The results of thermal-petrologic modelling predict that at Nankai, a large amount of fluid is liberated from the subducting crust at depths of 30–60 km (refs 13, 16). Whether or not the slab-derived fluids rise into the overlying plate probably depends on hydrological conditions above the megathrust. If drainage of the megathrust occurs effectively, the overlying plate becomes significantly metamorphosed and seismic velocities decrease regardless of whether the megathrust is contacted with mantle materials or the lower crust20. The high-Vp/Vs anomalies (that is, >1.80) observed beneath Kanto and Kyushu can be explained by mantle serpentinization as shown in previous studies21,22, whereas the low-Vp/Vs values (that is, <1.70) observed in the Kii and Ise gaps may be associated with the existence of fluid-filled pores with an aspect ratio of 0.1 (refs 23, 24). Increased proportions of silica-rich minerals in the lower crust may also contribute partially to the reduced Vp/Vs values20. The high (>1.80) or low (<1.70) Vp/Vs values observed above areas without LFE activity are probably two different manifestations of fluid–rock interactions in the overlying plate. Serpentinization of the mantle or hydration of the lower crust as a result from fluid fluxes from the megathrust would enhance seismic attenuation and anisotropy25,26, explaining the high attenuation and large anisotropy observed above LFE-devoid areas. Therefore, the along-strike variations in seismic properties revealed in this study suggest that the overlying plate is less metamorphosed above areas with LFE activity and is significantly metamorphosed beneath Kanto, the Kii and Ise gaps and Kyushu, where no, or limited, tremor (that is, LFE) occurs at depths of 30–35 km (refs 1, 14).

We interpret the anti-correlation between LFE activity and the inferred degree of metamorphism above the megathrust as being caused by an along-strike variation in hydrological conditions in the overlying plate. An impermeable overlying plate confines fluids to the megathrust, whereas fluids escape from the megathrust if the overlying plate is permeable. Undrained conditions at the megathrust elevate pore-fluid pressures and result in a low degree of metamorphism in the overlying plate. Pore-fluid pressures that are enhanced to near-lithostatic values under undrained conditions lower the shear strength of the megathrust sufficiently to facilitate repeated short-term SSEs and LFEs3,4 (Fig. 3a). In contrast, in Kanto, the Ise and Kii gaps, and Kyushu, a portion of the fluids at the megathrust rises into the permeable overlying plate, reducing pore-fluid pressures at the megathrust and metamorphosing the overlying plate. The megathrust becomes somewhat strengthened as a result of the reduced pore-fluid pressures and is no longer weak enough to generate short-term SSEs and LFEs (Fig. 3b). We suggest that the degree of metamorphism above the megathrust is anti-correlated with pore-fluid pressures along the megathrust and can be used as a proxy for the fluid flux from the megathrust, given a spatially constant flux of slab-derived fluids averaged over geological time scales.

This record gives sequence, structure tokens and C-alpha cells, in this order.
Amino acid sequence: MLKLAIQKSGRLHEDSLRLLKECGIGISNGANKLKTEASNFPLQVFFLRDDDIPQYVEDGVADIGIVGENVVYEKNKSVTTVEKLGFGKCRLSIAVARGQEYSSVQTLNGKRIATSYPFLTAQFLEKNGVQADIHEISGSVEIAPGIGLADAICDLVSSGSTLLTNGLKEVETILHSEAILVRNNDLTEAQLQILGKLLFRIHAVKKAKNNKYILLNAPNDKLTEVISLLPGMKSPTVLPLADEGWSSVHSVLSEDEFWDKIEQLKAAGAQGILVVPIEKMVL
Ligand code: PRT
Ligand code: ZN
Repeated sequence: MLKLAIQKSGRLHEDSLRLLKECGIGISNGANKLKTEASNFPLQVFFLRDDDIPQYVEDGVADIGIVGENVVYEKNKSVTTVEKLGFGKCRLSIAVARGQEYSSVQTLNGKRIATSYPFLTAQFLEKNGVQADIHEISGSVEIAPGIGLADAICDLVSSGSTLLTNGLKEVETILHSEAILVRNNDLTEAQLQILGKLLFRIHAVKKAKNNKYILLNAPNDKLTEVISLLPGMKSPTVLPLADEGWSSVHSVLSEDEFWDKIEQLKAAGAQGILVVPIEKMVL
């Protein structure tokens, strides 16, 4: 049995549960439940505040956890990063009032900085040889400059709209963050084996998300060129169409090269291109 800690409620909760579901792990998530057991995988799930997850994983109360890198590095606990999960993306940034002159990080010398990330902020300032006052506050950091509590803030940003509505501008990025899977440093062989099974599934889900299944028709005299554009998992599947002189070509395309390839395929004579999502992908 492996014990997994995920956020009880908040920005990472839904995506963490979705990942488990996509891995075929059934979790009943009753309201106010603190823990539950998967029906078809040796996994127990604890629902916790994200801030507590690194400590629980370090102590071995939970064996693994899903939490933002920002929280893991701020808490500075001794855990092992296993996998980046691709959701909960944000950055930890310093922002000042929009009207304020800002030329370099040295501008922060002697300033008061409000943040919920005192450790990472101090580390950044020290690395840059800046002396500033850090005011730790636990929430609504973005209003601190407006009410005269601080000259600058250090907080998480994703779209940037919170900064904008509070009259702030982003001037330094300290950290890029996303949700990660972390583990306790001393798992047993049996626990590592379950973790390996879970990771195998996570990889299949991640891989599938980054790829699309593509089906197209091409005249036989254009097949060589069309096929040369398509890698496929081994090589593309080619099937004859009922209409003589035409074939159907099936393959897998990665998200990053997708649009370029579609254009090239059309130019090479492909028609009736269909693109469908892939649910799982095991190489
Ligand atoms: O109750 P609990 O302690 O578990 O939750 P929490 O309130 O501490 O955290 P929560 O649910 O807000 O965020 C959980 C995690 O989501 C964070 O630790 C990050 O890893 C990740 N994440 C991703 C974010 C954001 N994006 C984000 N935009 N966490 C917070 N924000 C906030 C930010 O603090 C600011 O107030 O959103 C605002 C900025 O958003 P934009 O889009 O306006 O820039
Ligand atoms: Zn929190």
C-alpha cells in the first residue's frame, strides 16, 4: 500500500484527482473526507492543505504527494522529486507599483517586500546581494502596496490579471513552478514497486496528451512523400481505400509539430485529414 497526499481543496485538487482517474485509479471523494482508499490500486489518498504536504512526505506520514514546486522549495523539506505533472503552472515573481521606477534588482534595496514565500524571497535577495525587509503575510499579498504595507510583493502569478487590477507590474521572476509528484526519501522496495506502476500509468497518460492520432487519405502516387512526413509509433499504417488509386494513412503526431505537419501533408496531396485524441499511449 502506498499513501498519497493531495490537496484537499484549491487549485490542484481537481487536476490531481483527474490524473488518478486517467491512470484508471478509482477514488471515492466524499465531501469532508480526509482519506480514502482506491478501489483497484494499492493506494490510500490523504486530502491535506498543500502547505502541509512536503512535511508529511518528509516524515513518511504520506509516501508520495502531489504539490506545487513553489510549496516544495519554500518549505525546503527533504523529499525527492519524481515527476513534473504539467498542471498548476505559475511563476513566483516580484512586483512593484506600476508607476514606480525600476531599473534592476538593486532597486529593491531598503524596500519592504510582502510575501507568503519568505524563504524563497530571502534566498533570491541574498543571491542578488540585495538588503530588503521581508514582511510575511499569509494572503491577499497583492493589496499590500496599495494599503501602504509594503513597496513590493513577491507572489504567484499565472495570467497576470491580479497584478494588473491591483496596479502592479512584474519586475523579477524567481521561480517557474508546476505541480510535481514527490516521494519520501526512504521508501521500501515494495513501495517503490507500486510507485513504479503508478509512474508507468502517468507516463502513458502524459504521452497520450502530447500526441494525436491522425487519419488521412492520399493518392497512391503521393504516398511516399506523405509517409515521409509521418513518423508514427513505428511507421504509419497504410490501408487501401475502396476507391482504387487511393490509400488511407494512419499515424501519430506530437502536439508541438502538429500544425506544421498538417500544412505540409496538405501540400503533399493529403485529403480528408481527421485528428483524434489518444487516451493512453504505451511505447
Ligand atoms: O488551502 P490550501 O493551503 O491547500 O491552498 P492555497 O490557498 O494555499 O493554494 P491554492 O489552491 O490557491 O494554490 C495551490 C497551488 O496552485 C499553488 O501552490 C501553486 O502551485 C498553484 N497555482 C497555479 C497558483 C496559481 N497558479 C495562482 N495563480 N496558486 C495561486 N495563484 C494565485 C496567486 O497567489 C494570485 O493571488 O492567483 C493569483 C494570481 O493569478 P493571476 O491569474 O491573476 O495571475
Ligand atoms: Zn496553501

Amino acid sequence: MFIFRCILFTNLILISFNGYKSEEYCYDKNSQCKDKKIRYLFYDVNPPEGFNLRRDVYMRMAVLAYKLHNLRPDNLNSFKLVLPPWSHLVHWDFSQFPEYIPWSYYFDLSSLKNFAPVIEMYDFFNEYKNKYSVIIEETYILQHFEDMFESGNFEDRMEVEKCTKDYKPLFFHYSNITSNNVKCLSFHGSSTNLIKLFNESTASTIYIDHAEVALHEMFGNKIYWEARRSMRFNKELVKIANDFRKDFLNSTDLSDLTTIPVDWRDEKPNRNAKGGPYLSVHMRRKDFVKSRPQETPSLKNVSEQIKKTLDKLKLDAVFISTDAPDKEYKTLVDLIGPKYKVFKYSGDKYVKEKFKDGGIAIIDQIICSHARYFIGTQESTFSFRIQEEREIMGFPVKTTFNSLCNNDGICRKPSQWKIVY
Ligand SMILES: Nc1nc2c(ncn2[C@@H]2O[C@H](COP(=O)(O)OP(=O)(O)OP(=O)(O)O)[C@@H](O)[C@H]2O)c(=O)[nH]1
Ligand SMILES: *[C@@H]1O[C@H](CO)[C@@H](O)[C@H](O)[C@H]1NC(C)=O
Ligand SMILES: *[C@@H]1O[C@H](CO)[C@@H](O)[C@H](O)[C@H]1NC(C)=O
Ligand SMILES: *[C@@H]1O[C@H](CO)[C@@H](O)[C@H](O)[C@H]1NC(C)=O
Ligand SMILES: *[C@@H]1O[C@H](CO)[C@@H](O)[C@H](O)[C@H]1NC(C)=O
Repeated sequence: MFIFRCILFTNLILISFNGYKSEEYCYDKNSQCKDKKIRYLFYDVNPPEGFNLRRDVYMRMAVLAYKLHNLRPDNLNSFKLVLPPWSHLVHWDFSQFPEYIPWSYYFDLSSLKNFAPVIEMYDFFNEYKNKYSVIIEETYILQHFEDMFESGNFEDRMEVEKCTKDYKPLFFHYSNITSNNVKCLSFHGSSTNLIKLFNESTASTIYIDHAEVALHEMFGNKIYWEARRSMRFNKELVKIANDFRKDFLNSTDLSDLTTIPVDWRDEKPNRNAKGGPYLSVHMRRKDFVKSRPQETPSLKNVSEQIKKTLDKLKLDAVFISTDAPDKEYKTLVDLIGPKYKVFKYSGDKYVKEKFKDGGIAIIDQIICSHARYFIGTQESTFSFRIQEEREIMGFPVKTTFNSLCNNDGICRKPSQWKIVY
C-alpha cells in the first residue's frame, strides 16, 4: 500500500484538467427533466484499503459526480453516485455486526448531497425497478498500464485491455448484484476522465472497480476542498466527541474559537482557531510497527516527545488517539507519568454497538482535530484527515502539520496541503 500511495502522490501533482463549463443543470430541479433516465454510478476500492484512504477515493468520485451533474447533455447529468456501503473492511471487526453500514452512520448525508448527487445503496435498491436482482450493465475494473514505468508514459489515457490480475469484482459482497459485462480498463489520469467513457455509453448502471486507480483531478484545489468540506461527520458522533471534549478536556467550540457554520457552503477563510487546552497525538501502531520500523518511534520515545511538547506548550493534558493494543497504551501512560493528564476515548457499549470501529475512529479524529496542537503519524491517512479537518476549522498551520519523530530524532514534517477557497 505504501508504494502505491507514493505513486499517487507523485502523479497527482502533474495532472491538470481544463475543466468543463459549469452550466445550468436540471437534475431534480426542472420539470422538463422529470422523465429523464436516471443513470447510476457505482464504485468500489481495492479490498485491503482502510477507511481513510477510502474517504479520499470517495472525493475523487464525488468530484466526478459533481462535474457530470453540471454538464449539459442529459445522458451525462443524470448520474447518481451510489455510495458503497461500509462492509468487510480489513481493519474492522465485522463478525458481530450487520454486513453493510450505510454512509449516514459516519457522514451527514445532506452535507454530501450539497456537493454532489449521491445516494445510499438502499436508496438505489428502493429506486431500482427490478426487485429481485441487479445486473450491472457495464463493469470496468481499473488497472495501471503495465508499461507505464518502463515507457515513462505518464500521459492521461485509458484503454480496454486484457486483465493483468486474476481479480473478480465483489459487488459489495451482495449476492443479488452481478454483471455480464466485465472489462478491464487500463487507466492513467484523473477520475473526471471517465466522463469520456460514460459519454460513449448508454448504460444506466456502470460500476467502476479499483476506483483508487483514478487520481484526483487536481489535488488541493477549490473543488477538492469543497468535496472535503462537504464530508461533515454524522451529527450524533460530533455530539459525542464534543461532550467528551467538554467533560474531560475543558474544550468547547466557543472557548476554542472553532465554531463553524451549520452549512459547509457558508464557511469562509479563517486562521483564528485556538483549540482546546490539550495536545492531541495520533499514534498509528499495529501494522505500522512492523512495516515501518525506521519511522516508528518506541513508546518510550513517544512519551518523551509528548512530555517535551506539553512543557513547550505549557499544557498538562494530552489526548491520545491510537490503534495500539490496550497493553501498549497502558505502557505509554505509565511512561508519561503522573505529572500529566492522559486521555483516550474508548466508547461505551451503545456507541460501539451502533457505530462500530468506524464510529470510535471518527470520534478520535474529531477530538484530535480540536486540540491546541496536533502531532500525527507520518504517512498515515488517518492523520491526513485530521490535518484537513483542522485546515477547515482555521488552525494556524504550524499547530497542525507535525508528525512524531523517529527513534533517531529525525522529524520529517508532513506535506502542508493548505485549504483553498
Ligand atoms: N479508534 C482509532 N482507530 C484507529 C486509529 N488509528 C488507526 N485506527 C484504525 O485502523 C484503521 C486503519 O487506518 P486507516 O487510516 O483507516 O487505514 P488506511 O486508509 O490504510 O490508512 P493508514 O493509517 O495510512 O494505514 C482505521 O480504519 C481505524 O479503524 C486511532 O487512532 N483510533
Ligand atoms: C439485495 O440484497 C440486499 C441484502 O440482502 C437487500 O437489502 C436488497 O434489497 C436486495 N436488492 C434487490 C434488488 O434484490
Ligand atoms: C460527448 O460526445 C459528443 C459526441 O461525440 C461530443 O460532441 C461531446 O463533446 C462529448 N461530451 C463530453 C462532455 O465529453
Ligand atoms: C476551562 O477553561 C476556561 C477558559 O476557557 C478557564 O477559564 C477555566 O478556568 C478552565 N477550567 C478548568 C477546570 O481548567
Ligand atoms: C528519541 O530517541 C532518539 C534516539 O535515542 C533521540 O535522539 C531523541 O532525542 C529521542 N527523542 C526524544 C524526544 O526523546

Figure 3: Schematic models for the development of pore-fluid pressure along the megathrust.
figure 3

(a) Model of enhanced pore-fluid pressure along the megathrust under undrained conditions. (b) Model of reduced pore-fluid pressure along the megathrust and enhanced metamorphism of the overlying plate under well-drained conditions. Low-frequency earthquakes (LFEs) are isolated pulse-like signals with a predominant frequency of 2 Hz that are observed in continuous tremor signals.

The large number of crustal earthquakes in the Kii and Ise gaps (red histogram in Fig. 2f) suggests that LFE activity and seismicity in the overlying plate are anti-correlated. A similar spatial pattern, in which tremor activity is inversely proportional to seismicity, has been reported in Cascadia27,28, where this anti-correlation is interpreted in terms of a semi-continuous relaxation of strain in the overlying plate produced by frequent episodic tremor and slip28. Although strain relaxation by episodic tremor and slip may have some role in Nankai, we consider that the observed spatial anti-correlation of seismicity with LFE activity relates principally to the magnitude of fluid flux from the megathrust. A well-drained megathrust allows over-pressurized fluids to migrate into the overlying plate, and the occurrence of shallow seismicity is, therefore, facilitated owing to the consequent increase in pore-fluid pressures and decrease in the shear strength of crustal faults29. Seismicity in the overlying plate may represent one manifestation of the fluid leakage from the megathrust.